“They think that we kind of ‘create’ a world and that we play-act everyday to make it happen”, Spiering continues, gesturing to the cook in the kitchen who is kitted out in chef attire – the hat, the jacket, you get the picture. Although the chef does the usual chef stuff, he is professionally trained to care for people with dementia – as is the waiter who served us, as well as the cashier at the supermarket, the hairdresser, the bartender and all of the staff. Critics have seized upon this fact of simulation to wage their argument that Hogeweyk has, as Truman’s show executives do in the film, “constructed” a world for its patients, thereby fooling them and, therefore, mistreating them.

I find myself grappling with the implications of this critique. By maintaining some measure of autonomy for its patients, does Hogeweyk not do the exact opposite of manufacturing its residents’ world? The entire point of Hogeweyk is that rather than imposing a prescribed version of life on its patients, it actively helps to maintain the unpredictability and integral variability of it for them.

“The people you see here are real and what they do is real”, Spiering argues. I look across the room at an elderly gentleman sitting with someone who looks like his son, and I watch as the waiter amusingly repeats the tea delivery extravaganza – you would be foolish to suggest routines of this kind weren’t, in a strong sense, genuine. “This is just the real world”, Spiering emphatically declares. “It is not a show.”

“If you think it’s artificial: well, yes, you can argue that. But if someone can’t live in their own home anymore, what would you prefer?”, poses Jacqueline Hoogendam, the acting dementia policy co-ordinator at the Dutch Ministry of Health, Welfare and Sport.

“At Hogeweyk, people are stimulated to be active and to remain active”, Hoogendam explains. The 30 clubs that residents can join, as well as seemingly menial tasks such as doing your shopping, cooking your dinner, or cleaning up after yourself are, for a person living with dementia, “meaningful activities”, she says.

Emma Van Bussell, a dementia prevention researcher based in Amsterdam Academic Medical Centre, also talks up the benefits of these meaningful activities, which she calls “cognitive training”: “If you can keep doing these things, it’s easier to keep on doing them – if you never do the dishes, well, then you won’t know how to do them anymore.”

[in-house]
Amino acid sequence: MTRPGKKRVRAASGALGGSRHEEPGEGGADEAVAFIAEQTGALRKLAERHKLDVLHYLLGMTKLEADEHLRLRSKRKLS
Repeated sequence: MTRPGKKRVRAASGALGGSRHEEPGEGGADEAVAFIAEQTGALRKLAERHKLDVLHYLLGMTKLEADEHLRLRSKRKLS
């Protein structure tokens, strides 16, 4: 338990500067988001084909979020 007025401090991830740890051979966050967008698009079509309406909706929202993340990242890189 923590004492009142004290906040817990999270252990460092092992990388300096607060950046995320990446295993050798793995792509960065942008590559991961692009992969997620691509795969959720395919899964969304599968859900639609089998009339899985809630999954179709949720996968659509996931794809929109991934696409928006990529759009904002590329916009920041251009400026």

In contrast to the risk-averse approach in standard nursing homes, Hogeweyk encourages its patients to keep moving, to keep walking – something that becomes apparent as Spiering takes me for a tour around the “village”. I struggle to distinguish between patients, visitors, volunteers and nurses. Two elderly men walk by, one pushing a trolley, the other distractedly looking around – I can’t tell which one lives here, or if both of them do. We pass by a middle-aged woman who nearly trips over herself, inexplicably – something I myself have been known to do. Then a relatively young family hurry down another street, and I find myself wondering if they’re visiting someone or if, maybe, one of the parents is a patient here – a possibility that wouldn’t even have occurred to me an hour ago.

Hogeweyk, Spiering says, preserves at least some semblance of this for its patients. “What we are doing here is quite simple: we just provide a surrounding and very professional support for people with dementia so that they can go on with their lives”, she explains. Gesturing to the activity all around us she says: “This is just part of normal life.”

“It’s to build an environment that is easier, accessible for them, but also to help them to have a really meaningful way of life.”

“Normal” is certainly the buzzword here. Sustaining its philosophy is Hogeweyk’s motivation: to peel away the layers of othering, taboo and stigmatisation that have been wrapped around dementia. “If we are able to make people in society more aware of what dementia is, then hopefully the negative image, or the stigma, will lessen”, Spiering suggests.

If society is “not aware of what dementia means”, the disease becomes all the more frightening, according to Spiering. Indeed, there is no denying just how nettling it is to consider the possibility of the loss of one’s memory. However, that fearful feeling is only exacerbated by ignorance. While dementia is an awful, harrowing disease, what Hogeweyk is proving is that in the right environment and with the correct store of knowledge, it need not be equated with some fated diminuendo in the quality and character of a life.

A number of things occur to me as Spiering excavates the stigma surrounding dementia. Hogeweyk, it seems, isn’t just a model for nursing homes, but for society. The strangers that people encounter everyday – cashiers, waiters, bus drivers – could in an ideal world be capable of dealing with customers who are affected by the disease. In fact, any passerby could, in this alternative universe, have the knowledge to help someone who seems lost or confused. Although people have marvelled at the care facility and its “village” feel, many seem to have overlooked this point. Hogeweyk presents itself as a village not only because it aims to normalise its residents’ surroundings, but because it wants to show non-dementia sufferers what villages could feel like – safe and inclusive.

The idea that ignorance germinates fear is hardly unique to our understanding of dementia. This is a governing dictate of our lives. It’s a tendency that leads to the “othering” of those we don’t understand. Thus, Hogeweyk offers a prototype of something more than a dementia care facility. It demonstrates a world in which the cycle of dehumanisation is broken.